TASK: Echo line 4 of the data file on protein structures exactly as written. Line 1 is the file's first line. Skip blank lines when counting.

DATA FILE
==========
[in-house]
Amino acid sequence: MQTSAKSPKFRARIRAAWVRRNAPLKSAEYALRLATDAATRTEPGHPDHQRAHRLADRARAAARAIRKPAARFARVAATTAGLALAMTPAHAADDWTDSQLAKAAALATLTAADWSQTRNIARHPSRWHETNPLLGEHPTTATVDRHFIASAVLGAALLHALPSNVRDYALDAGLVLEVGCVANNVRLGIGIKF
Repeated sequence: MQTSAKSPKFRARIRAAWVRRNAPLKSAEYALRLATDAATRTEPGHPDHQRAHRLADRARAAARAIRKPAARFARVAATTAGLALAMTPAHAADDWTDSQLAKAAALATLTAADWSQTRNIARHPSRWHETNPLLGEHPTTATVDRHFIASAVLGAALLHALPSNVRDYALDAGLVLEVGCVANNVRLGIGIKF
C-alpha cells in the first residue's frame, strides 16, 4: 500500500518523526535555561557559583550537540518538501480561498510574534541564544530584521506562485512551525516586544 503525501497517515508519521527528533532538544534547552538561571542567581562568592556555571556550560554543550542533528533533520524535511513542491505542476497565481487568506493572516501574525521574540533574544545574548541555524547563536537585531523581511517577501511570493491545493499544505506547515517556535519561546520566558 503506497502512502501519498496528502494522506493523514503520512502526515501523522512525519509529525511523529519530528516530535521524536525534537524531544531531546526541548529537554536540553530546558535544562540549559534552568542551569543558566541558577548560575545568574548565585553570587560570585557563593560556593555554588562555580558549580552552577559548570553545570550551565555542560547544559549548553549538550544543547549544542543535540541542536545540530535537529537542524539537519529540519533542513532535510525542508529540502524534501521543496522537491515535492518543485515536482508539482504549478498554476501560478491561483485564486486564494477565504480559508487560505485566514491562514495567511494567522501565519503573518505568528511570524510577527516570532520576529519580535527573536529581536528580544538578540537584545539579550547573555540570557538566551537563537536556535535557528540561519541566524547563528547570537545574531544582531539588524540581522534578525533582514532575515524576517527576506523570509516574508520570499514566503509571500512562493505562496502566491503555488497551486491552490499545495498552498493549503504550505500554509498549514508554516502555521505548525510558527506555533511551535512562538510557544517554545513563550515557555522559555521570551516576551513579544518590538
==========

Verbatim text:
C-alpha cells in the first residue's frame, strides 16, 4: 500500500518523526535555561557559583550537540518538501480561498510574534541564544530584521506562485512551525516586544 503525501497517515508519521527528533532538544534547552538561571542567581562568592556555571556550560554543550542533528533533520524535511513542491505542476497565481487568506493572516501574525521574540533574544545574548541555524547563536537585531523581511517577501511570493491545493499544505506547515517556535519561546520566558 503506497502512502501519498496528502494522506493523514503520512502526515501523522512525519509529525511523529519530528516530535521524536525534537524531544531531546526541548529537554536540553530546558535544562540549559534552568542551569543558566541558577548560575545568574548565585553570587560570585557563593560556593555554588562555580558549580552552577559548570553545570550551565555542560547544559549548553549538550544543547549544542543535540541542536545540530535537529537542524539537519529540519533542513532535510525542508529540502524534501521543496522537491515535492518543485515536482508539482504549478498554476501560478491561483485564486486564494477565504480559508487560505485566514491562514495567511494567522501565519503573518505568528511570524510577527516570532520576529519580535527573536529581536528580544538578540537584545539579550547573555540570557538566551537563537536556535535557528540561519541566524547563528547570537545574531544582531539588524540581522534578525533582514532575515524576517527576506523570509516574508520570499514566503509571500512562493505562496502566491503555488497551486491552490499545495498552498493549503504550505500554509498549514508554516502555521505548525510558527506555533511551535512562538510557544517554545513563550515557555522559555521570551516576551513579544518590538